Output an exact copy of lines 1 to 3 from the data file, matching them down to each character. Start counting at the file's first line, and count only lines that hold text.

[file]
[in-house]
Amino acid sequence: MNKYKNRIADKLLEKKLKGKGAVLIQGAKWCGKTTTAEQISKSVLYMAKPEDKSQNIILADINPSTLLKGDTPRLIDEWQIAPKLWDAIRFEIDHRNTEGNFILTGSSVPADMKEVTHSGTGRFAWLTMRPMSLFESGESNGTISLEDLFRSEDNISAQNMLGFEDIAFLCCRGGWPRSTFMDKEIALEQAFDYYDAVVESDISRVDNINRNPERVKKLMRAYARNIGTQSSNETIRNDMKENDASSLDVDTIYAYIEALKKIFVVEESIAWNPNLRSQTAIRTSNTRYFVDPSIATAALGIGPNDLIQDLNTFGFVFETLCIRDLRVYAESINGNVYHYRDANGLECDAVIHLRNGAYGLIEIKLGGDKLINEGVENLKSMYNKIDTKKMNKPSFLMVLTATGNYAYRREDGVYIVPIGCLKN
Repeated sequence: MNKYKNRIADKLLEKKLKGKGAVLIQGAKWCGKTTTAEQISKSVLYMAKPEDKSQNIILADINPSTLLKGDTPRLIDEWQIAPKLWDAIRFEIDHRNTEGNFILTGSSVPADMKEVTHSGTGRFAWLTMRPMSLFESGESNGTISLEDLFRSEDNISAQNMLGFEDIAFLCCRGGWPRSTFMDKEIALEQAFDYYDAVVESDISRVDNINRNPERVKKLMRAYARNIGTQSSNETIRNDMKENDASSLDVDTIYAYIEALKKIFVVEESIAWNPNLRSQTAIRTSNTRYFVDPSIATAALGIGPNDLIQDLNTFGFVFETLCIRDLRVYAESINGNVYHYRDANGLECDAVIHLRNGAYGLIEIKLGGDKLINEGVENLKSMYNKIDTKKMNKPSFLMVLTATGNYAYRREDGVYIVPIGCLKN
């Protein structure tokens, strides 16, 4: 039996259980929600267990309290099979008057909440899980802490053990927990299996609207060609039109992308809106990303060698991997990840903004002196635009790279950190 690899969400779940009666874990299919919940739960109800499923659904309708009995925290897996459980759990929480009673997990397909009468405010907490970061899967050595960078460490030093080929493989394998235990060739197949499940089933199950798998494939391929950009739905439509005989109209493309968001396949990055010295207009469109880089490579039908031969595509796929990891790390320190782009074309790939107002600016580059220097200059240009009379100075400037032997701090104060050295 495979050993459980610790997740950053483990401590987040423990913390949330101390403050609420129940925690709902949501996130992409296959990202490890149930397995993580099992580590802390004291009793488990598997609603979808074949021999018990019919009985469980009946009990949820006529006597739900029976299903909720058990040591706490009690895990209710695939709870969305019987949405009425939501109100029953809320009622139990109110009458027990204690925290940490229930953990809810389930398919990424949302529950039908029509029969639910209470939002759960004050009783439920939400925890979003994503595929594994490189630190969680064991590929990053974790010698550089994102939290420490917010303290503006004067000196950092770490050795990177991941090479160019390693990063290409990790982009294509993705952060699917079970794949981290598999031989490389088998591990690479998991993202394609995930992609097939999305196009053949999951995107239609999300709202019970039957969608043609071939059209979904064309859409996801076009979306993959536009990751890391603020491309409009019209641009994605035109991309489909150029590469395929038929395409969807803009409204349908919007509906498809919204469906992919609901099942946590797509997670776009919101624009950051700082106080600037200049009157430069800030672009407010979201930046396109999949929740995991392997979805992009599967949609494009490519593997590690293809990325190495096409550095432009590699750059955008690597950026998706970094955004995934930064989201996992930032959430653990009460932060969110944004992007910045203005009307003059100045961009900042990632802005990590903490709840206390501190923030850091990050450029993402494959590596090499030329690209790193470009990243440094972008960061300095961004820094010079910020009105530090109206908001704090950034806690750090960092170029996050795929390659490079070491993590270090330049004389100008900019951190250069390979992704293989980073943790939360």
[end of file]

[in-house]
Amino acid sequence: MNKYKNRIADKLLEKKLKGKGAVLIQGAKWCGKTTTAEQISKSVLYMAKPEDKSQNIILADINPSTLLKGDTPRLIDEWQIAPKLWDAIRFEIDHRNTEGNFILTGSSVPADMKEVTHSGTGRFAWLTMRPMSLFESGESNGTISLEDLFRSEDNISAQNMLGFEDIAFLCCRGGWPRSTFMDKEIALEQAFDYYDAVVESDISRVDNINRNPERVKKLMRAYARNIGTQSSNETIRNDMKENDASSLDVDTIYAYIEALKKIFVVEESIAWNPNLRSQTAIRTSNTRYFVDPSIATAALGIGPNDLIQDLNTFGFVFETLCIRDLRVYAESINGNVYHYRDANGLECDAVIHLRNGAYGLIEIKLGGDKLINEGVENLKSMYNKIDTKKMNKPSFLMVLTATGNYAYRREDGVYIVPIGCLKN
Repeated sequence: MNKYKNRIADKLLEKKLKGKGAVLIQGAKWCGKTTTAEQISKSVLYMAKPEDKSQNIILADINPSTLLKGDTPRLIDEWQIAPKLWDAIRFEIDHRNTEGNFILTGSSVPADMKEVTHSGTGRFAWLTMRPMSLFESGESNGTISLEDLFRSEDNISAQNMLGFEDIAFLCCRGGWPRSTFMDKEIALEQAFDYYDAVVESDISRVDNINRNPERVKKLMRAYARNIGTQSSNETIRNDMKENDASSLDVDTIYAYIEALKKIFVVEESIAWNPNLRSQTAIRTSNTRYFVDPSIATAALGIGPNDLIQDLNTFGFVFETLCIRDLRVYAESINGNVYHYRDANGLECDAVIHLRNGAYGLIEIKLGGDKLINEGVENLKSMYNKIDTKKMNKPSFLMVLTATGNYAYRREDGVYIVPIGCLKN